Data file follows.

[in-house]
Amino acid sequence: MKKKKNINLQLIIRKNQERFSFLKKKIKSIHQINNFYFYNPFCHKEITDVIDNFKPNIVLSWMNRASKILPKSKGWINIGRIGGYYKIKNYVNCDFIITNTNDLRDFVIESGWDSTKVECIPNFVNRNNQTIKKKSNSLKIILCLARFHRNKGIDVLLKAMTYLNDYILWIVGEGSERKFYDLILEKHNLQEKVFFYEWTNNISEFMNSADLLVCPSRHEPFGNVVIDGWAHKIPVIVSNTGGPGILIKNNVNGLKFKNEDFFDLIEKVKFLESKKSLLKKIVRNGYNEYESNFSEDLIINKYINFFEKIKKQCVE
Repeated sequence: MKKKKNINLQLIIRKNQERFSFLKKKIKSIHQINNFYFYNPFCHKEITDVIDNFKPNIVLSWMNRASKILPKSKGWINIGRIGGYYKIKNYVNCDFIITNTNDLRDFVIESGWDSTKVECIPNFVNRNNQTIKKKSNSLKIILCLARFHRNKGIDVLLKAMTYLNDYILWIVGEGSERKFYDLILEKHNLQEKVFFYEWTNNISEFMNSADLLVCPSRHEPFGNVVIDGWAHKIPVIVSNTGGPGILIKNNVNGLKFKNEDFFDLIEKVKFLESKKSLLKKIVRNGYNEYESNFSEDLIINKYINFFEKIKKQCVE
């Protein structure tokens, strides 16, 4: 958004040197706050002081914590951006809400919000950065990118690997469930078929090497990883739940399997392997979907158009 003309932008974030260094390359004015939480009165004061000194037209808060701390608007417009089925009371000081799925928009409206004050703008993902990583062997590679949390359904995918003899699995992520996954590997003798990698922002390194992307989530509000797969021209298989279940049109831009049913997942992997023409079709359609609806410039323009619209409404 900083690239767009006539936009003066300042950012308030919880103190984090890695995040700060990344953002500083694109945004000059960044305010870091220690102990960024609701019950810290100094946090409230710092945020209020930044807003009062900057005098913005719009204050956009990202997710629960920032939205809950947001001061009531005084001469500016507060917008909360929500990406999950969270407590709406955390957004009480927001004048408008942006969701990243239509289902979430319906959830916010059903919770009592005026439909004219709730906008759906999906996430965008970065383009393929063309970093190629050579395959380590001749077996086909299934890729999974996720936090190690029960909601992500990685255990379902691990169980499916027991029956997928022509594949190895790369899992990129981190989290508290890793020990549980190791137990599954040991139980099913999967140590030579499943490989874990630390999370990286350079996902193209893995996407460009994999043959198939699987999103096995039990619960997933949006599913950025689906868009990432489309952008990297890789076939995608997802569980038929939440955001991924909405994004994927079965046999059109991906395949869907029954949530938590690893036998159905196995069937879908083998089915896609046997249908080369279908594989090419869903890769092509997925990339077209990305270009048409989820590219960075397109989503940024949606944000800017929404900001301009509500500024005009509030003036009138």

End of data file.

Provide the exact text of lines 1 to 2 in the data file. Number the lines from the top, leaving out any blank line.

[in-house]
Amino acid sequence: MKKKKNINLQLIIRKNQERFSFLKKKIKSIHQINNFYFYNPFCHKEITDVIDNFKPNIVLSWMNRASKILPKSKGWINIGRIGGYYKIKNYVNCDFIITNTNDLRDFVIESGWDSTKVECIPNFVNRNNQTIKKKSNSLKIILCLARFHRNKGIDVLLKAMTYLNDYILWIVGEGSERKFYDLILEKHNLQEKVFFYEWTNNISEFMNSADLLVCPSRHEPFGNVVIDGWAHKIPVIVSNTGGPGILIKNNVNGLKFKNEDFFDLIEKVKFLESKKSLLKKIVRNGYNEYESNFSEDLIINKYINFFEKIKKQCVE